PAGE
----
The art of Rogan dates back centuries, having its origin in Persia, it descended to the village of Nirona.
The floral, geometric and calligraphic motifs were traditionally used for the art of Rogan painting. The traditional floral motifs were small, like chauphulla, tik, ghonta( marigold) and keyri (mango). The floral borders included panfarei, single fareei (flower and seed pod), kangsi or phullivel (comb like pattern and phulvels), popat gulvel (parrots and flowers). Fauna was also a common element in stylised forms, haathi, with or without ambadi (Howdah and rider). Other figurative elements are mahiyarin – two women wearing ghagras, chunaris, churning curd and a garud. During ancient times, calligraphy motifs were used in Persian alphabets.
Its long dedication is the reason for its high cost. Each process is long and independent, handled mostly by skilled artisans. The Rogan jelly is prepared by burning castor oil, which is not fit for humans and produces a foul odour as well. The traditional method to procure dye was through natural sources such as stone and plants. The colours like blue (vadadi), green (leelo), orange, red (lal) and white (safed) were used in pure form. The colours were obtained from varied sources To prepare the Rogan colour paste, the artisans have to be highly skilled. The main equipment used for the preparation of colour paste is kharal, a manual stone grinder, to mix the colour paste. The ingredients are napthol, white chalk powder and water.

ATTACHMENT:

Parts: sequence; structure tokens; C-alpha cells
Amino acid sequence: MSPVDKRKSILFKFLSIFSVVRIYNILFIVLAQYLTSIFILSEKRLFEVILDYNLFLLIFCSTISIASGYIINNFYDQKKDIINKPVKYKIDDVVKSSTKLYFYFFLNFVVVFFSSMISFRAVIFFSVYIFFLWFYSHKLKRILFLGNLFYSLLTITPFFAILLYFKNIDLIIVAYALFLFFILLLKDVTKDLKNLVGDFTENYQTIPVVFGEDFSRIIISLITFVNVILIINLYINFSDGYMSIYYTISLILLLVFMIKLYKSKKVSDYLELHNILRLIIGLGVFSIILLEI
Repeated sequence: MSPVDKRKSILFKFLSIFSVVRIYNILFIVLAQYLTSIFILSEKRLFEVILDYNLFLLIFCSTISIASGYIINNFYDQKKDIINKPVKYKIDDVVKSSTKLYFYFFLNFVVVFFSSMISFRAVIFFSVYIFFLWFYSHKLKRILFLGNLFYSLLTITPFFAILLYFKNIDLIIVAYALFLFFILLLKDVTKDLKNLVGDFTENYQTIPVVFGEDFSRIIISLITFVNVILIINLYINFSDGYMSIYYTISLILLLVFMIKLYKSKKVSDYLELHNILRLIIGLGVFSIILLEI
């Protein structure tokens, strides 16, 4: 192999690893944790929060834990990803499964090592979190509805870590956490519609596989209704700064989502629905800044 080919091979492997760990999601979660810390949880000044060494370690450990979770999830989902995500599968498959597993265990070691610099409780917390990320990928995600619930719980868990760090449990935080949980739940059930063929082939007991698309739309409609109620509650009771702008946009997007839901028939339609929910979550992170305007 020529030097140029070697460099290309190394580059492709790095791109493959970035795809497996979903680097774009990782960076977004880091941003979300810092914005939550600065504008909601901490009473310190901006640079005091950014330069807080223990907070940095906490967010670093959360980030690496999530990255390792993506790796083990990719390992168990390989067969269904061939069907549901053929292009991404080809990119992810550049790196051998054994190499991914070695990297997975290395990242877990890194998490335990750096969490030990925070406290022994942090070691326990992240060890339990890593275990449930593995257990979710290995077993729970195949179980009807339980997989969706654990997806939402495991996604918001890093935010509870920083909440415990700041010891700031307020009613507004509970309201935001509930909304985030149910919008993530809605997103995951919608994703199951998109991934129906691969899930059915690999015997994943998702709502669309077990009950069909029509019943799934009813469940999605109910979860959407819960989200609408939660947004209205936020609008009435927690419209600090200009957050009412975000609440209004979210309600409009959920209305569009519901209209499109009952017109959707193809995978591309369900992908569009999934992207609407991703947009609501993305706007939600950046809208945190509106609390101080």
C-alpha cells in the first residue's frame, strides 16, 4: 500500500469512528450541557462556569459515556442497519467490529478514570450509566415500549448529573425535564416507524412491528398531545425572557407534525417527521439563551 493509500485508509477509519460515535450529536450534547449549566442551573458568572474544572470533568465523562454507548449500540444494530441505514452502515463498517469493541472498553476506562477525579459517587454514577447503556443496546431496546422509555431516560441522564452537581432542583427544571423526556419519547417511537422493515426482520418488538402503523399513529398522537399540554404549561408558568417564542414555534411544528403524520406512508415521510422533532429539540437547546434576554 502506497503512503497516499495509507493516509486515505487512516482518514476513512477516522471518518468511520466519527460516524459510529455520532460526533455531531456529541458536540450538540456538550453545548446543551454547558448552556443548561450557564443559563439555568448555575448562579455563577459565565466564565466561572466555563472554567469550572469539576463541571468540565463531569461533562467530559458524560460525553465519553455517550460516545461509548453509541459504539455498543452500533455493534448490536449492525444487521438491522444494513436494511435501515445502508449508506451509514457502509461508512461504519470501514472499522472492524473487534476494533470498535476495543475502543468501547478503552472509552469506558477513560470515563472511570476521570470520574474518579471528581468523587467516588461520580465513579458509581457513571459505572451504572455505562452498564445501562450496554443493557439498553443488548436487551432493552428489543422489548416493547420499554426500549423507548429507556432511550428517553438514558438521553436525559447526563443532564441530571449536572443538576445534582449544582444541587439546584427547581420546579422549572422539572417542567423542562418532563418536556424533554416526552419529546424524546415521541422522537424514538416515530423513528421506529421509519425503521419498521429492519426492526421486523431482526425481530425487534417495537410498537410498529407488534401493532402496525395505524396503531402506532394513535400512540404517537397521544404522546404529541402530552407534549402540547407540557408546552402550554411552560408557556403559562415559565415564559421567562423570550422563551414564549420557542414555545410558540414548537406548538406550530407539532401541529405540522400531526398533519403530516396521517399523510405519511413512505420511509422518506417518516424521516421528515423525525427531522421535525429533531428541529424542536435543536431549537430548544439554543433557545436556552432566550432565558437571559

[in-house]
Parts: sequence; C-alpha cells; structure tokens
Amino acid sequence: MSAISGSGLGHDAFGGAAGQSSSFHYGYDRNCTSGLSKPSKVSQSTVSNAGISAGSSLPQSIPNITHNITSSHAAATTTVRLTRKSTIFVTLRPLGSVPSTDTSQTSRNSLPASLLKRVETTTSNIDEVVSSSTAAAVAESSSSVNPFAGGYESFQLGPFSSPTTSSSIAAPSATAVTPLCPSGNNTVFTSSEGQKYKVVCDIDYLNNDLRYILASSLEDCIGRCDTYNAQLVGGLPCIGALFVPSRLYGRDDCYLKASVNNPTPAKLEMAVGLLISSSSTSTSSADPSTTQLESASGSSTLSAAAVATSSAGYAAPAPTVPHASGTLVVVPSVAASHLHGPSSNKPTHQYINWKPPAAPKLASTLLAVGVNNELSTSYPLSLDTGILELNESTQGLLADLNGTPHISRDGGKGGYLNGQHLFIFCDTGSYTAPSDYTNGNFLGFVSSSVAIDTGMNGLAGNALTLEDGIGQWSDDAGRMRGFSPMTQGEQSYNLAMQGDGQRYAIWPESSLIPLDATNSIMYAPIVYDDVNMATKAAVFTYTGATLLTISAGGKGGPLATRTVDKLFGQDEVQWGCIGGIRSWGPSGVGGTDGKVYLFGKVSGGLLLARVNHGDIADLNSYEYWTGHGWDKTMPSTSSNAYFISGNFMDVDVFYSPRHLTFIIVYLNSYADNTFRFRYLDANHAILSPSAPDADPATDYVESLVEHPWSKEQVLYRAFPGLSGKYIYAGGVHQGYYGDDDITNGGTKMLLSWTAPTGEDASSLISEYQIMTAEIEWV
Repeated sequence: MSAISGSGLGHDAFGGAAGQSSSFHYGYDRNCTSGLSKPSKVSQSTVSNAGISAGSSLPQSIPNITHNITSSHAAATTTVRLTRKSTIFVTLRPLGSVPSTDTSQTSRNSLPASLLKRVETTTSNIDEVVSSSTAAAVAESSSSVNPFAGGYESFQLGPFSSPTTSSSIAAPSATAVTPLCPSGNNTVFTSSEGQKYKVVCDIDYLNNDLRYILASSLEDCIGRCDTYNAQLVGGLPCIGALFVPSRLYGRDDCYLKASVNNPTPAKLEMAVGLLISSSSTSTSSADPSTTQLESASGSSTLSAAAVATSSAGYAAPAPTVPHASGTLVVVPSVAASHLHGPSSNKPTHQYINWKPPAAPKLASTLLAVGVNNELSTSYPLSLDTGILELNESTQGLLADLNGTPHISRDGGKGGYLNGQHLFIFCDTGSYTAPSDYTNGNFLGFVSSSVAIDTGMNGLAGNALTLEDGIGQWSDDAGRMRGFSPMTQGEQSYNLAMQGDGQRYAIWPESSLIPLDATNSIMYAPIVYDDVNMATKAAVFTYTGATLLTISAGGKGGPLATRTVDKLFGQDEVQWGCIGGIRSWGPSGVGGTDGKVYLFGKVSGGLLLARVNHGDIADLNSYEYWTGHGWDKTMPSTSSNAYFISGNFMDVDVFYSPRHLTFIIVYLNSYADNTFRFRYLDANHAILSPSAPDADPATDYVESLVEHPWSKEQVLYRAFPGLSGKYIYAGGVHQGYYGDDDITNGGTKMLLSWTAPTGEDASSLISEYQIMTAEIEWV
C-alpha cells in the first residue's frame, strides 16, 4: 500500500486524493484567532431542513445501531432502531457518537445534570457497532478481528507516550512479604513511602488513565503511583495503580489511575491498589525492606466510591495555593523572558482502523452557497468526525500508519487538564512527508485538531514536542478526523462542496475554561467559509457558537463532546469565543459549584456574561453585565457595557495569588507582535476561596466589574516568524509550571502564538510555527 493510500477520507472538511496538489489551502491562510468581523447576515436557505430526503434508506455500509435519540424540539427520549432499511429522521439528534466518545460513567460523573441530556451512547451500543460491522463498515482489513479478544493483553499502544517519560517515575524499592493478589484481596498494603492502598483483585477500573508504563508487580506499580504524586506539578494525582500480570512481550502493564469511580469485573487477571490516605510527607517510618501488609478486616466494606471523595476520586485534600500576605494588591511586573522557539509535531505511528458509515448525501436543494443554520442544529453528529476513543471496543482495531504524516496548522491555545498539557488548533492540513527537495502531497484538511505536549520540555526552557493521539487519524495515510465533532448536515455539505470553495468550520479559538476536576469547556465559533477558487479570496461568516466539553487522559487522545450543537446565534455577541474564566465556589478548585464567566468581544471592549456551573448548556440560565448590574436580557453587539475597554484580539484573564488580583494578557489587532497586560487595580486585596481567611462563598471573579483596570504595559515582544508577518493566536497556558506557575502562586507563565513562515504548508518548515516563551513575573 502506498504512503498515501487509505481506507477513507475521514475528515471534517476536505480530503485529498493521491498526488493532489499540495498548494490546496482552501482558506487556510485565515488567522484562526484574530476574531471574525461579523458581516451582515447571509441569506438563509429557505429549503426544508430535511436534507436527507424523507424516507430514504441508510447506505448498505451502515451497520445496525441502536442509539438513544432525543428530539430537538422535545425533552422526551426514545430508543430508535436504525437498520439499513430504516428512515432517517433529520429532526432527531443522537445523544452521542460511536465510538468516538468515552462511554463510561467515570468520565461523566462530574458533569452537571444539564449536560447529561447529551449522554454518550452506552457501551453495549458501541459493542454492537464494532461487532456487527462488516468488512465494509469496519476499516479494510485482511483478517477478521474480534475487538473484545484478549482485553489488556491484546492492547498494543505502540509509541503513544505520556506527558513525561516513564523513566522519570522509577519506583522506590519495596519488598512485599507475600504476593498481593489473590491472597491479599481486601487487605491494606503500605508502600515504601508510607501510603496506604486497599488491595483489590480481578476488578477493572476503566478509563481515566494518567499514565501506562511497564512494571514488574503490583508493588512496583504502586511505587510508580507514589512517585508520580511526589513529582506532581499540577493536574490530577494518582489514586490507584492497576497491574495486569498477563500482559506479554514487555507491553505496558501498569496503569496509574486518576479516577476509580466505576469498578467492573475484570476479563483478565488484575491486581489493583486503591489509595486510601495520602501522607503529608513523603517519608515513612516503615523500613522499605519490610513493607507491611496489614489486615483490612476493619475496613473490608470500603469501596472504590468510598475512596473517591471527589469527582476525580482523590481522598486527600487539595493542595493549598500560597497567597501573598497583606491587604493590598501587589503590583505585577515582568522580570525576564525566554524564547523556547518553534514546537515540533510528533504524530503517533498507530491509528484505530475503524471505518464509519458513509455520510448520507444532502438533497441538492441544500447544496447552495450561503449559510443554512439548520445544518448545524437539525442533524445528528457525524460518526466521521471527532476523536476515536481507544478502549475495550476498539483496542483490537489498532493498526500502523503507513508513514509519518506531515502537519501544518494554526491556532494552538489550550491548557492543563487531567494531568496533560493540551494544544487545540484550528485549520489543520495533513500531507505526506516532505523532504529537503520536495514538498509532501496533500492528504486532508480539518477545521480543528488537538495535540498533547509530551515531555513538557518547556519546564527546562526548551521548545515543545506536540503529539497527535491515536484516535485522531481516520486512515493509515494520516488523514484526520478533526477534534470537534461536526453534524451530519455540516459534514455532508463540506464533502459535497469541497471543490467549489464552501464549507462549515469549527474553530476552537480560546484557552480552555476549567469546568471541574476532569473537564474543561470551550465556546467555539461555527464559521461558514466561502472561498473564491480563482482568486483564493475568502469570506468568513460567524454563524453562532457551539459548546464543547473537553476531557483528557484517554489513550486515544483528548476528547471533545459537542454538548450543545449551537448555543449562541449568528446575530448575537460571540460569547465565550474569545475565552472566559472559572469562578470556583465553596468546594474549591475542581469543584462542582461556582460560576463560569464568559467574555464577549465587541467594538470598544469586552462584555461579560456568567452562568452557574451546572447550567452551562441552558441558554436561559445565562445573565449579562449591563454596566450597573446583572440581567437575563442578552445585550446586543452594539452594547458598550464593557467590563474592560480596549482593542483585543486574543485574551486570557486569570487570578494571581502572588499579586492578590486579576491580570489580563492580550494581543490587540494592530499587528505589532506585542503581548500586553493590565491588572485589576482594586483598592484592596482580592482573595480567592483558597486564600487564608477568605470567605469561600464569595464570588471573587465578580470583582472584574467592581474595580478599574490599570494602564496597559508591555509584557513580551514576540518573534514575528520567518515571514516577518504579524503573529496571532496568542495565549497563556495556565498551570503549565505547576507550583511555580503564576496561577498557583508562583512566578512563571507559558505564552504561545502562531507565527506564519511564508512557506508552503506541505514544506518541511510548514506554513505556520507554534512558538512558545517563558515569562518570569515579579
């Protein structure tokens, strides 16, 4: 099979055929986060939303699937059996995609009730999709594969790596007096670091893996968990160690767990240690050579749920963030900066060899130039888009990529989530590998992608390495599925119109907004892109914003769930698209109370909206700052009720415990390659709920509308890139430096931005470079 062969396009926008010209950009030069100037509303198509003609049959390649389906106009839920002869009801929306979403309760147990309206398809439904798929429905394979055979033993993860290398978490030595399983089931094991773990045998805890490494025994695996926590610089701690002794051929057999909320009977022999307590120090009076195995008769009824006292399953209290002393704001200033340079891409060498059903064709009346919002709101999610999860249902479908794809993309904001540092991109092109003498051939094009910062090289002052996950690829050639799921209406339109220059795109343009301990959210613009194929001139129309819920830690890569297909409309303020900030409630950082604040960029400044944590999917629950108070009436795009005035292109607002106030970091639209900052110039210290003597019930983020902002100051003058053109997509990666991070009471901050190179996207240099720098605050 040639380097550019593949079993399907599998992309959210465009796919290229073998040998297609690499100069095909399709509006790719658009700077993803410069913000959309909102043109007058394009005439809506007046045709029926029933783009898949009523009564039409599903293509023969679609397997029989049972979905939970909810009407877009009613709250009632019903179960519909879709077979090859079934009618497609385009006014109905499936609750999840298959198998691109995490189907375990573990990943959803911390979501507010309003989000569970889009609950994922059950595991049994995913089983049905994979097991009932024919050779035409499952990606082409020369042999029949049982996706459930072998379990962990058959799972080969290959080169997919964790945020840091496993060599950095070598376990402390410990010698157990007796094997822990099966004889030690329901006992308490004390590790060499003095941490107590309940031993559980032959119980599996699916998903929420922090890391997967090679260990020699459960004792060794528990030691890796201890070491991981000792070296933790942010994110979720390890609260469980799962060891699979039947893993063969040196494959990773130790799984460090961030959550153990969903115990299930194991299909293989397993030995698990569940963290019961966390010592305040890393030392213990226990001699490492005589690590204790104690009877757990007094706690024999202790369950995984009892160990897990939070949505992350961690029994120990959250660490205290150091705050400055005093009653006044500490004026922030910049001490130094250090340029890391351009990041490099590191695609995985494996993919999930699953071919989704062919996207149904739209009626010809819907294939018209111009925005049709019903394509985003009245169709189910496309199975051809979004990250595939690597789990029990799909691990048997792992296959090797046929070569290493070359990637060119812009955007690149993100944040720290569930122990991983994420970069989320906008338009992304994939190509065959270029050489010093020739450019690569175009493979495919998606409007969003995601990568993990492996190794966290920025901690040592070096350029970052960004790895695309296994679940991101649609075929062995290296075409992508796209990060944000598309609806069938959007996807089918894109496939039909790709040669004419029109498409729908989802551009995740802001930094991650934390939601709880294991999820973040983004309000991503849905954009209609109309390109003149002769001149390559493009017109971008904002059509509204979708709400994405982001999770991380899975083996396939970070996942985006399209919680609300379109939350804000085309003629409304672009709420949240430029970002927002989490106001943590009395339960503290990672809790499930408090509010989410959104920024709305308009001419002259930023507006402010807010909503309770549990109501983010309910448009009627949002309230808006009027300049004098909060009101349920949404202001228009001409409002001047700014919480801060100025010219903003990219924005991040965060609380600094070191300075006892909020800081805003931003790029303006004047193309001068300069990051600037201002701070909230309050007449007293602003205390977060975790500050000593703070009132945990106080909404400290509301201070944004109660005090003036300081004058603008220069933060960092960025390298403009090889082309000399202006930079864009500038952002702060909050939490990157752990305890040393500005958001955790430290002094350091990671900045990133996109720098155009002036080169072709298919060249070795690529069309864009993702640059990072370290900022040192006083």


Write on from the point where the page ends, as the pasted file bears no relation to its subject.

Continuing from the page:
Traditionally, the equipment was hand made using organic material, which is now replaced by its inexpensive metal alternatives. The original ingredients of Rogan painting were castor oil, dyes, kerosene oil and wood.